similarity of task isimaged to actual taskbeing performed

    image performed at thesame pace

    include all emotions andarousal chartacaitlaclly.

    way image is viewed internal/external

    Imagery should beadapted in response tolearning.

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    Psychoneuromu-scluar Theory

    (Jacobson, 1931)

    Speaks to themechanisminside the brainthat triggermuscularresponse andability of MI totrigger the

    same responseas doesphysicalactivity.

    SymbolicLearning theory( Sackett,1934)

    Follows thecognitiveframework ofinformationmental blueprint andlearning

    Bioinformationaltheory

    (lang, 1979)

    Behaviouralview ofactivatingstoredenvironmentaland stimulusresponses inorder to better

    perform a task.

    PETTLEP(Holmes and

    Collins (2011)

    Providesfunctionalequivalencebetweenimaged actionand the actualexecution ofthe task.

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    Importance of PETTLEP

    Emotion component = encourages the individual

    to experience arousal linked with the performance,this therefore is beneficial effect as it can help toimprove self-efficacy

    Having high self efficiency induces the belief oftheir own ability to exercise regularly, hence, whyfrequent exercisers use of imagery more.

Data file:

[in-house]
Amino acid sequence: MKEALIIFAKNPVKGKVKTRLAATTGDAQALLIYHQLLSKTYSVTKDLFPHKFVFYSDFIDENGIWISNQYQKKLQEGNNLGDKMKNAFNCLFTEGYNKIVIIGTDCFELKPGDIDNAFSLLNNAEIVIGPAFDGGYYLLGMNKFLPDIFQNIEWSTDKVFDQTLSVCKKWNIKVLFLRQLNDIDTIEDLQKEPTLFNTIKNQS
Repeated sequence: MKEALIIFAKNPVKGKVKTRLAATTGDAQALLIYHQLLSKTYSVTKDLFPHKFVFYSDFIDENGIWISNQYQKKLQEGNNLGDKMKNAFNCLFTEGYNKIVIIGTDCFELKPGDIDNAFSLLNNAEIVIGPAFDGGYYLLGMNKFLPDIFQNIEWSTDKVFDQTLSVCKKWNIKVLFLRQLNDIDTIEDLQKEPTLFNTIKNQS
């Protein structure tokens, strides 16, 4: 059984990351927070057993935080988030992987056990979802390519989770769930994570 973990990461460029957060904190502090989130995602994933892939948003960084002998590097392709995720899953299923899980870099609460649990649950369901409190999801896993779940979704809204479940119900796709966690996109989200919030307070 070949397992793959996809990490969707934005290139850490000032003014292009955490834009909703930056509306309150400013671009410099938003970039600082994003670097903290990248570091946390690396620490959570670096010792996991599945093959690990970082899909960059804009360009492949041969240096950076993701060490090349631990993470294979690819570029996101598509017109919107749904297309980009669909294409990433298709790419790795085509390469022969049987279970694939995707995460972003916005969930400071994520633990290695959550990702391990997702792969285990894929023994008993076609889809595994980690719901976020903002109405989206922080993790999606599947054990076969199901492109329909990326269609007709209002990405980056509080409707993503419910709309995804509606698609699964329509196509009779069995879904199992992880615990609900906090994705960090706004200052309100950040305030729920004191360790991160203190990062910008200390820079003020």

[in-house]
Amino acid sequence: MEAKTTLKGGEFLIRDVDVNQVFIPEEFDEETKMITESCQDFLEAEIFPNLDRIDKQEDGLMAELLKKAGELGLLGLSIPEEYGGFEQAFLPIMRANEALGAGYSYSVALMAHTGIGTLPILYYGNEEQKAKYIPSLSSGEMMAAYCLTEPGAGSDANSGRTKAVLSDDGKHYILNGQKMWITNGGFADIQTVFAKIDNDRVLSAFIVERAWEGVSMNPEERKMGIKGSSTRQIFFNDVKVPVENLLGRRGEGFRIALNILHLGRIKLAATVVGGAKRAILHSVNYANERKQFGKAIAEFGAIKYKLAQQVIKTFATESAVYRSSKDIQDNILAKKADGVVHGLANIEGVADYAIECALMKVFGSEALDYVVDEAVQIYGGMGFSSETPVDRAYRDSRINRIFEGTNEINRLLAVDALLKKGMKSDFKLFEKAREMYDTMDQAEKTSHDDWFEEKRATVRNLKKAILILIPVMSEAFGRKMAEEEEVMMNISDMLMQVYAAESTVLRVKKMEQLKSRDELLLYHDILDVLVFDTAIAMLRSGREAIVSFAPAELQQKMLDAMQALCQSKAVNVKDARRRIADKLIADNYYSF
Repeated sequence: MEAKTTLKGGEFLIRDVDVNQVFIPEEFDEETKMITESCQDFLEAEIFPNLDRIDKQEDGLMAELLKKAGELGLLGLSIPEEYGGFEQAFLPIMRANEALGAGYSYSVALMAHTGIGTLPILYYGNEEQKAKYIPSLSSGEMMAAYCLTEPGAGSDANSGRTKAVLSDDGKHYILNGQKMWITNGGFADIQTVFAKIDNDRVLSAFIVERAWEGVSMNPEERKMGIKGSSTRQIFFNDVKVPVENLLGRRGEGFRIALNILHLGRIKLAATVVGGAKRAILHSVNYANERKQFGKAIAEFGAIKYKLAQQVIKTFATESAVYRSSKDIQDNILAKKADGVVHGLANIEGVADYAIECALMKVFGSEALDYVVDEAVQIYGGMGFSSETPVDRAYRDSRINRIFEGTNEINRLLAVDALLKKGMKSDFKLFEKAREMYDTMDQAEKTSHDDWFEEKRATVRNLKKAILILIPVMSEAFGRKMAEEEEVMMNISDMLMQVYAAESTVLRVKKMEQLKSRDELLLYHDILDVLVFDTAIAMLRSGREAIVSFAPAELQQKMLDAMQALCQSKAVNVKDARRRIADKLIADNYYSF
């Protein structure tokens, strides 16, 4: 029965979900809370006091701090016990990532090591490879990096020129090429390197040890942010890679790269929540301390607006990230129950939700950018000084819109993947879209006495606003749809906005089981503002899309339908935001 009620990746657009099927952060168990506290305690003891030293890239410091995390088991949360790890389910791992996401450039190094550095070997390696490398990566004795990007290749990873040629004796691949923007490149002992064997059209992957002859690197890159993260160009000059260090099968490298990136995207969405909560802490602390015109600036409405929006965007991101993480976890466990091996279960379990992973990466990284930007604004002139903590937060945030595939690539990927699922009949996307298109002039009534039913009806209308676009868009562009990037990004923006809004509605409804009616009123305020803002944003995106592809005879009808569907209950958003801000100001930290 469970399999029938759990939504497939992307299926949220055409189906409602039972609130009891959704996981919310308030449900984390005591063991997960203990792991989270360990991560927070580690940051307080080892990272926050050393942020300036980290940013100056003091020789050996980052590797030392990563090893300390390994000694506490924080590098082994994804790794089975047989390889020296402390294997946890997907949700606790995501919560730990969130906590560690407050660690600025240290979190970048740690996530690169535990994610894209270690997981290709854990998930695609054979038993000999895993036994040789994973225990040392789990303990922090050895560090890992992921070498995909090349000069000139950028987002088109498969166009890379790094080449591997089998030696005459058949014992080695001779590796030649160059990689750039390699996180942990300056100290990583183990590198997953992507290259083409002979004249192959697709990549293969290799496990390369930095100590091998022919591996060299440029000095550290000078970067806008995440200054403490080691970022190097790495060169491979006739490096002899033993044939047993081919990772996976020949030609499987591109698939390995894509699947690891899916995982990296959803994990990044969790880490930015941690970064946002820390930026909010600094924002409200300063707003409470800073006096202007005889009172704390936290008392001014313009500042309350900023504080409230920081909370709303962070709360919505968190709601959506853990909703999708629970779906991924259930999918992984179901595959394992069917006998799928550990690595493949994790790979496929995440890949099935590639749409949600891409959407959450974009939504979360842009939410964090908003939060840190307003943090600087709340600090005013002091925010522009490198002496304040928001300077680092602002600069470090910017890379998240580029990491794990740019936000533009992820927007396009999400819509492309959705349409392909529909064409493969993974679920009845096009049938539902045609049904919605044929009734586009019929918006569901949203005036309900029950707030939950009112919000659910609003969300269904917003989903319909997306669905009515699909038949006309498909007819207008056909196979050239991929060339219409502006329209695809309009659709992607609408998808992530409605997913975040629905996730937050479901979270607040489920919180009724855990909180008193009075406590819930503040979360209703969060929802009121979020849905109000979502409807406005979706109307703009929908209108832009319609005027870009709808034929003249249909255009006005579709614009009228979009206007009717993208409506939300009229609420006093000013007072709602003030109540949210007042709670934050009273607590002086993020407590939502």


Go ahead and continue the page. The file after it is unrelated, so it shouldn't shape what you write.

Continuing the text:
commonly used the frequent exerciser than the lessfrequent.

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    www.youtube.com/watch?v=I8jBkIT3wTA Split in three groups

    Come up with one sport and one skill, using sheets provided

    developed a PETTLEP model you as a coach can develop an

    athletes performance in your choose skill.

    Each group should have different sports i.e.

    - Group 1 - Gymnastics,- Group 2 - football,

    - Group 3 - badminton,

    10 MINS to develop a PETTLEP imagery scene

    As a group you are going to briefly present to the class.

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    Hockey penalty flicks

    Two separate six week imagery interventions

    Physical and environmental components ofPETTLEP were manipulated.

    Involved three intervention groups performing imagery of 10 penalty kicks daily

    for 6 weeks.

    Group 1

    Wearing hockey clothes whist stood on a hockey pitch

    i.ephysical & Environment

    Group 2

    Wearing hockey clothes whist stood at home

    Physical only

    Group 3

    Wearing hockey clothes whist sat down at home.

    i.e. No PETTLEP elements

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    What is your thoughts on seeing is believing.

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    As of the 1988 Olympic games in Seoul, Korea, 86% of sport psychologyconsultants use imagery with their athletes. Gould, et al.. (1989)

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    Wright, Caroline J. And Smith, Dave K. (2007) The effect of a short-term PETTLEP

    imagery intervention on a cognative task, Journal of imagery research in sport

    and physcial activity: Vol. 2:Iss. 1, Article 1

    Knackstedt, paul, m.s, optimal timing of a pettlep mental imagery intervention on a

    Dart throwing task ( 2011)

    Driskell,Cooper, & Moran, 1994). Examining the emotion aspect ofPETTLEP Basedimagery with penalty taking in soccer. 01-SEP-10 Journal of sport behavoiur

    www.goliath.ecnext.com/coms2/gi_0199-13294940/Examining-the-emotion-

    aspect- of.html last accessed:- 10/11/2011